On some of my favourite blogs, there has been talk of Paris Fashion week. which has made me think about fashion and style.
Frankly I as I get older I am less interested in fashion, but more interested in style and I realise how my style has been influences by my frequent trips to Paris, where lets face it the women really DO have an undefinable style about them.
The guru of Parisian style seems to be a woman called Inez de la Fressange, a 50 something, beautiful, tall, naturally graceful skinny ex model, blessed with dark hair and dark skin, whom I could never even try to emulate as I am a 60 something, white, small, frumpy, inverted triangle shaped, white British woman of peasant stock with very broad shoulders and terrible posture.
I am not sure what makes this lady an expert on Parisian chic. Other than she was voted the woman who most represented Parisian women by La Figaro readers in 2009. She looks beautiful enough in her pictures but I hardly think she would stand out in a crowd of middle class French women. They are all beautiful and stylish. Or maybe that is the whole point.
But imagine the pressure of being voted “the woman who most represents Parisian chic”! No longer can you pop to the shop with unwashed hair and no mascara if you run out of milk!…but may be Parisian women just wouldn’t DO that anyway.
Curiosity made me get her book “Parisian Chic”. which actually it talks a lot of common sense. Basically saying,” less is more” and ” do your own thing with confidence” plus beauty and clothes tips. But disappointingly a large portion of the book is devoted to where to shop in Paris, where to hang out and where to stay. Not a lot of use if you live on the other side of the world!
I get it, …… the aim is to look beautiful, elegant and stylish, without seeming that you have made a lot of effort. So a lot of her tips are around subtlety and feeling comfortable. . After all research shows, apparently, a woman who’s appearance screams “high maintenance” is a turn off for men.
Inez suggests seven basic items of clothing essential to a wardrobe
A mans blazer. By thus she means a blazer type jacket..
A trench coat, worn casually, never buttoned up or belt tied.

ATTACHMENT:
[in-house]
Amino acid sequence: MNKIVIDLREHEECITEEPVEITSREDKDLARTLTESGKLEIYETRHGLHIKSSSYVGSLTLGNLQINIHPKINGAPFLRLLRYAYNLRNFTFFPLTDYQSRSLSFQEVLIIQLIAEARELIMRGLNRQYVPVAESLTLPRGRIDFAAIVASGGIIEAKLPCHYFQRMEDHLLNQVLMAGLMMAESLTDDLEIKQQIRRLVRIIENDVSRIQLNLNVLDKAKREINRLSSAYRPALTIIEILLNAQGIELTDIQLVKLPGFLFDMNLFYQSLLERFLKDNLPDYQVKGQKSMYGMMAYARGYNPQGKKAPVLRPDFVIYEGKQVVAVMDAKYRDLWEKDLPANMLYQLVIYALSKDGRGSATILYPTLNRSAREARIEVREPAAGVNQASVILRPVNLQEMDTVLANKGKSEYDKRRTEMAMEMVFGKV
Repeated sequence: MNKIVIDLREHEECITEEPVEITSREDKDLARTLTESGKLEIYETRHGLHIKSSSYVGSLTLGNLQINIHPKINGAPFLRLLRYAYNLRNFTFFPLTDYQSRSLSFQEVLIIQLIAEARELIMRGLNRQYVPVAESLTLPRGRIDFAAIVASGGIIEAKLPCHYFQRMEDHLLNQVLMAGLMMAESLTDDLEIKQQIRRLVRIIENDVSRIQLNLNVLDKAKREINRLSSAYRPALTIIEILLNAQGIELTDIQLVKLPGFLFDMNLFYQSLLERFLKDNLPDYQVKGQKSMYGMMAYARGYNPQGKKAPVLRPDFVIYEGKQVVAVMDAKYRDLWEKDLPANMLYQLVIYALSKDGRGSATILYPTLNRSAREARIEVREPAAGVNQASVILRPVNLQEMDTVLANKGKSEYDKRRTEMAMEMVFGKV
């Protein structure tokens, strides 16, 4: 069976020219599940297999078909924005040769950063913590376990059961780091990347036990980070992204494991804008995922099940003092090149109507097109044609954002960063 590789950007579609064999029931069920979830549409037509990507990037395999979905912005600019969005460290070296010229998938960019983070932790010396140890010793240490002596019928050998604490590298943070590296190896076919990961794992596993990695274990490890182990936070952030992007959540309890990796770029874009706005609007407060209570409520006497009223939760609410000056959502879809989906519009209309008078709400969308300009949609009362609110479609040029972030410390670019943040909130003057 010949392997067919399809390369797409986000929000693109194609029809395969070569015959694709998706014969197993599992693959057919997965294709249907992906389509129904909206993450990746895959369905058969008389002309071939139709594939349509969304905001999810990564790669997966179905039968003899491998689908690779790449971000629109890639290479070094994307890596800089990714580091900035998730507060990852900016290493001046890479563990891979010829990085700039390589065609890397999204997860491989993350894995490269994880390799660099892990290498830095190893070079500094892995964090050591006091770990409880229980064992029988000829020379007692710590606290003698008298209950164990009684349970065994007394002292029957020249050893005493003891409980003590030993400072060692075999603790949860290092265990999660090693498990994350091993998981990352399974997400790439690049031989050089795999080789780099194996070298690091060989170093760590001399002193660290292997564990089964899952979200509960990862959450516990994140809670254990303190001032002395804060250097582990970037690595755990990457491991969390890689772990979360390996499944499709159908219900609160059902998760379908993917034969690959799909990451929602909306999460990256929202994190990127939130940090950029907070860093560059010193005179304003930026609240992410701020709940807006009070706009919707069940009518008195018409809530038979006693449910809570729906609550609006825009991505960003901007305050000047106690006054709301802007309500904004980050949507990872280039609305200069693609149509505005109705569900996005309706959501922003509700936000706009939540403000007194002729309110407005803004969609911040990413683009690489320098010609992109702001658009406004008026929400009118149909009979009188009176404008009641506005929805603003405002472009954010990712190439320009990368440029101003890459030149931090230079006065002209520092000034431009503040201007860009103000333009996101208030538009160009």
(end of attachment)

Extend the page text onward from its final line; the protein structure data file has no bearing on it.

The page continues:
Navy sweater. The one illustrated is v neck.
A white “tank”, by which she means a vest. ( not so good for the over 60’s.)
A little black dress.
The perfect jeans.
A leather jacket.
Now I find it difficult to wear black. Black and navy are to me colours of depression and I feel ill wearing them, near my face. This maybe because In the depths of my depressive illness in my thirties, all my clothes were black or navy. But that apart, in my opinion, black is not a colour that is flattering to the average Anglo Saxon bluey white complexion. Frankly, I rarely see somebody on whom black looks good other than maybe a vivacious brunette with olive skin ( much more typically French) or a black woman, who look fantastic in black, or a blonde with a golden tan. Plus, back is such a difficult colour to keep looking good, it fades, it shows every speck of fluff and hairs.
Inez’s illustrations of a near monochrome wardrobe, look wonderful modelled by her 17 year old daughter, but I feel would look a bit dull and frumpy and on me. Then this may just be my English view. I love splashes of bright colours here and there to brighten up the world. One of the big differences between the Paris metro and the London underground is that the London women have colour! So this is the main reason why I will never look like a Parisian. I love colour too much….and Vive la difference. I am proud to be English.
However, this does not stop me being influenced by Parisian style and I suppose I have adapted some Parisian style into the way I dress. Instead of black and navy I tend to wear brown, mid grey, burgundy or purple as a base colour.
When I look at my wardrobe ( currently “edited” and arranged just as Inez would approve of) I have two “mans” blazer type jackets.
and a trench.